GRAPHS: pictograph, pie chart, line plot, map chart, bar graph, histogram, line graph, frequency polygon, stem & leaf plot, and scatterplot.
NOTATION: graphs should always include a title, axis labels, and axis units. Some graphs require a key, and it is often helpful to indicate the date and the the total number represented. Make sure if you are compressing or skipping units on either axis that you use appropriate notation to show it. Give credit to the source of your data if appropriate.
DISCRETE or CONTINUOUS DATA: Each graph is particularly designed to handle either discrete or continuous data.
Discrete data is information that comes in separate categories, like Republican, Democrat, Independent, etc. Many surveys are designed to collect discrete data but indicating that the respondent should mark only ONE category. Quantities in discrete data usually come in whole numbers. They answer the question "how many?"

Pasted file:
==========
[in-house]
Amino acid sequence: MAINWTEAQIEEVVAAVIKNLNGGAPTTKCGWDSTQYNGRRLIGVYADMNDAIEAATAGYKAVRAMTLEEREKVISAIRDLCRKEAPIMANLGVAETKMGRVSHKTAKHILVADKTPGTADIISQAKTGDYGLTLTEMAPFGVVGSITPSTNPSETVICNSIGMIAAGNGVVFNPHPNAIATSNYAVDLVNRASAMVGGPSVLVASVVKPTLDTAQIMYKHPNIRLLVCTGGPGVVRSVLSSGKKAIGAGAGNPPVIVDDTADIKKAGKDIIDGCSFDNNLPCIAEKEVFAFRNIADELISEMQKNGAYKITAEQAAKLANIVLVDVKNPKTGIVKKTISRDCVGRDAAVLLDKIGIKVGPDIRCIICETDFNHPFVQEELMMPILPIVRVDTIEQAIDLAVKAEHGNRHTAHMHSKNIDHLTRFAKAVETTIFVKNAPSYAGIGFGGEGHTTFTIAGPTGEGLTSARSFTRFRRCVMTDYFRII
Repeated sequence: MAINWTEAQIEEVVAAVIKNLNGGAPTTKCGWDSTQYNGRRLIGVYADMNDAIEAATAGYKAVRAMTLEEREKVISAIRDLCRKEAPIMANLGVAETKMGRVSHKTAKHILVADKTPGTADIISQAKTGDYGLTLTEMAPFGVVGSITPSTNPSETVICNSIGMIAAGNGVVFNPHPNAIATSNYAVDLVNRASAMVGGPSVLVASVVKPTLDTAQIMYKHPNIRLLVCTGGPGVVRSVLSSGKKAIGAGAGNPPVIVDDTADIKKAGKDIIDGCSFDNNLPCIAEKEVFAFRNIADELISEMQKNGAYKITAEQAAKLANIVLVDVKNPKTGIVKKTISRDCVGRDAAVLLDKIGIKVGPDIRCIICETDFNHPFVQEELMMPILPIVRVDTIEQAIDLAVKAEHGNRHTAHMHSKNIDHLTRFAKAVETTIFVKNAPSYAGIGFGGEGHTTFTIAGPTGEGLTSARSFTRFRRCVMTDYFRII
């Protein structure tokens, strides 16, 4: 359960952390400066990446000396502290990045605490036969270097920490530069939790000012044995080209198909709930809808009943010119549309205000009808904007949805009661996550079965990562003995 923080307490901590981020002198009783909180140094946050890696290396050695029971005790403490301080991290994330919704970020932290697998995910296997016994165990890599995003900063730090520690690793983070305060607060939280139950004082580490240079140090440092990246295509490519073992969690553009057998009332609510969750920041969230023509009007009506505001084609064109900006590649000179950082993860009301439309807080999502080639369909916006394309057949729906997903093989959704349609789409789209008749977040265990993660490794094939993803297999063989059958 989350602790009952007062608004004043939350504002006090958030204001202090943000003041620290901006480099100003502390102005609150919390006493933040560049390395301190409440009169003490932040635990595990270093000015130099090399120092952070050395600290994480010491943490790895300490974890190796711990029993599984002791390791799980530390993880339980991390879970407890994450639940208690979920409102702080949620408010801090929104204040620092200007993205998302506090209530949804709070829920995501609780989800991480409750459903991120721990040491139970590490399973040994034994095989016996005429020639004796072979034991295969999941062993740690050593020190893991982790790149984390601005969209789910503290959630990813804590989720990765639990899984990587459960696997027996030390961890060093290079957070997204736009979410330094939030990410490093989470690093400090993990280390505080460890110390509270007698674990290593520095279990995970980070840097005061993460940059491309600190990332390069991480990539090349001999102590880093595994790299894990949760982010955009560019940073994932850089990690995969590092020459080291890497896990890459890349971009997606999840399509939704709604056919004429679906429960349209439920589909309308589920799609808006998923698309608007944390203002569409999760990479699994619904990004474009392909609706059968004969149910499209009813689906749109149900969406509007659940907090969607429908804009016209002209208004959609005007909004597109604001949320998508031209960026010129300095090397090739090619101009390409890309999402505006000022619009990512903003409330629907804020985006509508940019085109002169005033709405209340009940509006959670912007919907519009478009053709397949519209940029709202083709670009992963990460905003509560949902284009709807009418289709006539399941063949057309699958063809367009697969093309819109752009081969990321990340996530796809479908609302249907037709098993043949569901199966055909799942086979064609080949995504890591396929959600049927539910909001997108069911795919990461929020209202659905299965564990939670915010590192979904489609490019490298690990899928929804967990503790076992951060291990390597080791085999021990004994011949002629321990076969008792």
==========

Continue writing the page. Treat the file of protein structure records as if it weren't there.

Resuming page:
data is information that may come in whole or partial amounts.
Data such as height, weight, length, depth, time, temperature, and money can be measured
in full units or fractional units.
Graphs showing continuous data have axis label ranges chosen by
the statistician. They answer the question